A) A definition of GT that is broad and includes those children who can be prepared to be GT. In this model, family resources are often critical in determining which children will go into the magnet programs. And as more families prepare their children for magnet programs, the school system will have to build more and larger magnet programs to accommodate them. The importance of preparation and family resources in this model means that students from families that cannot afford tutoring-type services may not have access to magnet programming.

B) A narrow definition of gifted, which identifies the uniquely gifted rather than just the better prepared. This model leads to more limited magnet programs, but expanded and enriched curriculum in the home school. There is difficulty in determining the uniquely-gifted from the well-prepared, but organizations such as Johns Hopkins CTY may be able to help MCPS to do this.

My tentative conclusion is that Model B is superior than Model A because it focuses on the uniquely-gifted while supporting a larger number of students in their home schools. So, philosophically I would like to see us veering toward Model B but I am not looking to dismantle current programs. Of all the magnet programs in the county, I think the Blair Math/Science magnet is the closest to Model B.

As we do this, we need to keep in mind that MCPS itself needs to prepare students better so that they are ready for magnet programs. This is especially a problem in math, where novel problem-solving needs to become the norm than the exception. It is not the case right now. We also have to make sure that students of color have equal opportunity to track up toward the more rigorous coursework whether they be in a magnet program or in the home school. One way to ensure this is to diversify our recruitment to include more teachers and staff of color.

2. Rate from “Strongly Disagree” to “Strongly Agree”: MCPS should continue to offer test-in gifted magnet programs at the middle and high school levels. Comment:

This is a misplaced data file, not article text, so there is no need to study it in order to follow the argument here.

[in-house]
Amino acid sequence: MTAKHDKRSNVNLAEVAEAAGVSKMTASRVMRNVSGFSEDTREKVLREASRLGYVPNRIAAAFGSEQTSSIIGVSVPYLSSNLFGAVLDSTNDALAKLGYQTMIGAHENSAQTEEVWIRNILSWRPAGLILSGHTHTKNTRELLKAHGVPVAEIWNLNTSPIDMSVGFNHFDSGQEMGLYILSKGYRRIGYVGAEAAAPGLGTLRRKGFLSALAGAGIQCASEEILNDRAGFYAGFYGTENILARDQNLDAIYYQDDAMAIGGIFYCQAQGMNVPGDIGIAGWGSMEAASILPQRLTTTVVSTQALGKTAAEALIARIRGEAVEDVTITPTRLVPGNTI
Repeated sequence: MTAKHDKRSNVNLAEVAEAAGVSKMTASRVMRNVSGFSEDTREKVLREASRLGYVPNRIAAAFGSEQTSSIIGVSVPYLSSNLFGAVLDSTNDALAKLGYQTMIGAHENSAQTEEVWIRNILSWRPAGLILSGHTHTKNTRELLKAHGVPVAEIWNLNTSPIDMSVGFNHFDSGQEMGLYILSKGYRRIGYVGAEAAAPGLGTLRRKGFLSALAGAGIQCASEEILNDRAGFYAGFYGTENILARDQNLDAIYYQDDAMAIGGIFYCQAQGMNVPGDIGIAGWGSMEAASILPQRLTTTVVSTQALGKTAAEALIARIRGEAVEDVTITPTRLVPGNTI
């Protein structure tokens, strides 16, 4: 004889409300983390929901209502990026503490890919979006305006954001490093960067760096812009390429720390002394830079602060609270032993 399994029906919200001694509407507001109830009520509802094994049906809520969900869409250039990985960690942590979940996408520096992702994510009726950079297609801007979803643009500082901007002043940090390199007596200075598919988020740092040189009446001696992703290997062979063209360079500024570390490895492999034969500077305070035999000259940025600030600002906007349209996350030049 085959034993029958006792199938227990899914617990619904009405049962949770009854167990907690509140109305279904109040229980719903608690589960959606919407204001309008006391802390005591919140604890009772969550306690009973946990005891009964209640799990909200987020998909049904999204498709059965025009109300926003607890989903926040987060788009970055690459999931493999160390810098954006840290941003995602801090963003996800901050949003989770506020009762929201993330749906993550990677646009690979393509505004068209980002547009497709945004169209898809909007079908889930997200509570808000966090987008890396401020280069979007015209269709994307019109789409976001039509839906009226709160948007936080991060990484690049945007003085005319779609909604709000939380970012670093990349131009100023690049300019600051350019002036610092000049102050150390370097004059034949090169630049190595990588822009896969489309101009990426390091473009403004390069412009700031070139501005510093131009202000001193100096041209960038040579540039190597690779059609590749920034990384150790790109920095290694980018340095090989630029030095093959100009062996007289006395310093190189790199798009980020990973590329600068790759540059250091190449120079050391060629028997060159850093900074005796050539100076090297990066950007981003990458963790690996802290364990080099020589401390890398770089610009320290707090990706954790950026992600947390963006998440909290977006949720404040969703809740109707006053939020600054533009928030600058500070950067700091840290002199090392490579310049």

Agree.

Based on my comment above, my hope is that magnet programs will continue to serve the uniquely-gifted students. What I would really like to see is better preparation of students inside schools for magnet programs.

3. What is your opinion of the changes that have been made to the selection process for the elementary school center program and the middle school magnet programs in response to the "choice study"?

MCPS has made policy changes to selection to enable students from lower income families to gain from magnet opportunities. The record of these initiatives is mixed. Universal screening appears to be working and I believe it is changing the composition of magnet programs especially in elementary school CES. The trouble with universal screening is that it generates more students and the system must accommodate. MCPS has also adopted a rule that says students remain in their home schools if they have 20 or more peers there. I have only heard about the rule anecdotally from parents whose children were denied magnet entry, but I am yet to see clear evidence on how this rule is playing out overall. One possibility might be to use CTY-type second tier testing to identify the uniquely gifted to send to magnet programs and to boost rigorous academic work in home schools.